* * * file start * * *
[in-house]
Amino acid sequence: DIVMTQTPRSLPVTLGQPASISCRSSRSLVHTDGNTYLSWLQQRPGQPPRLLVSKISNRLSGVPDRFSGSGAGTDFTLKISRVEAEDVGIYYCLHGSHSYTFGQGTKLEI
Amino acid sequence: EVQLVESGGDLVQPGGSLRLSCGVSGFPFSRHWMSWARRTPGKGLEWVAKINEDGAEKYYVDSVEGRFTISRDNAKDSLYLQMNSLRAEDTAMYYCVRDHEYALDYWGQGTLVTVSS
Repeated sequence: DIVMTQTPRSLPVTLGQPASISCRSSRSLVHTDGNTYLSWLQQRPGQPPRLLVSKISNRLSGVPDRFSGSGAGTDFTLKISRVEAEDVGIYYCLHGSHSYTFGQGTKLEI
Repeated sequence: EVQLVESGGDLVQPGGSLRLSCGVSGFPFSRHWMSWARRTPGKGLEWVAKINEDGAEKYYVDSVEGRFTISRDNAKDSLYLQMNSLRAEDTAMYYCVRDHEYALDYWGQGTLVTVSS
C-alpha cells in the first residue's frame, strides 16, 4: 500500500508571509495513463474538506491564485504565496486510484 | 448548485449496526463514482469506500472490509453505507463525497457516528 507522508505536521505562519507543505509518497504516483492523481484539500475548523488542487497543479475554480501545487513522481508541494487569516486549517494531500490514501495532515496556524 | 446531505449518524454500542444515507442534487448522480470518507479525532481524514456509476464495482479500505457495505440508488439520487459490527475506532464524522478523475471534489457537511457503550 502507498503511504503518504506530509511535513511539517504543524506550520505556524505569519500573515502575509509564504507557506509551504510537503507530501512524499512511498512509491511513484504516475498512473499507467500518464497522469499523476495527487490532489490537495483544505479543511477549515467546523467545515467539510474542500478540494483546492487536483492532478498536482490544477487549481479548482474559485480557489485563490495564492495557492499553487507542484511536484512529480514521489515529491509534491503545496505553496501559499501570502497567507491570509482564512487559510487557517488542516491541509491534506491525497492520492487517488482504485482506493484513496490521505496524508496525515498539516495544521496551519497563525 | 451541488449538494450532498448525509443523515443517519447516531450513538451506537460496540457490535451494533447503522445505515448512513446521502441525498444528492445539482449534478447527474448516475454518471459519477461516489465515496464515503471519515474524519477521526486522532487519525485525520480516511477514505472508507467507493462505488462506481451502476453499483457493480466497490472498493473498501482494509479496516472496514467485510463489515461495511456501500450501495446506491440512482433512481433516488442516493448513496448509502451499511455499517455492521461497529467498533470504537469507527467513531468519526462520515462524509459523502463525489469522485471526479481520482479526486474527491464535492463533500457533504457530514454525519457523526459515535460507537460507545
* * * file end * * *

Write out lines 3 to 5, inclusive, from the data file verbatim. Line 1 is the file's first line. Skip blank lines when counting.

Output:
Amino acid sequence: EVQLVESGGDLVQPGGSLRLSCGVSGFPFSRHWMSWARRTPGKGLEWVAKINEDGAEKYYVDSVEGRFTISRDNAKDSLYLQMNSLRAEDTAMYYCVRDHEYALDYWGQGTLVTVSS
Repeated sequence: DIVMTQTPRSLPVTLGQPASISCRSSRSLVHTDGNTYLSWLQQRPGQPPRLLVSKISNRLSGVPDRFSGSGAGTDFTLKISRVEAEDVGIYYCLHGSHSYTFGQGTKLEI
Repeated sequence: EVQLVESGGDLVQPGGSLRLSCGVSGFPFSRHWMSWARRTPGKGLEWVAKINEDGAEKYYVDSVEGRFTISRDNAKDSLYLQMNSLRAEDTAMYYCVRDHEYALDYWGQGTLVTVSS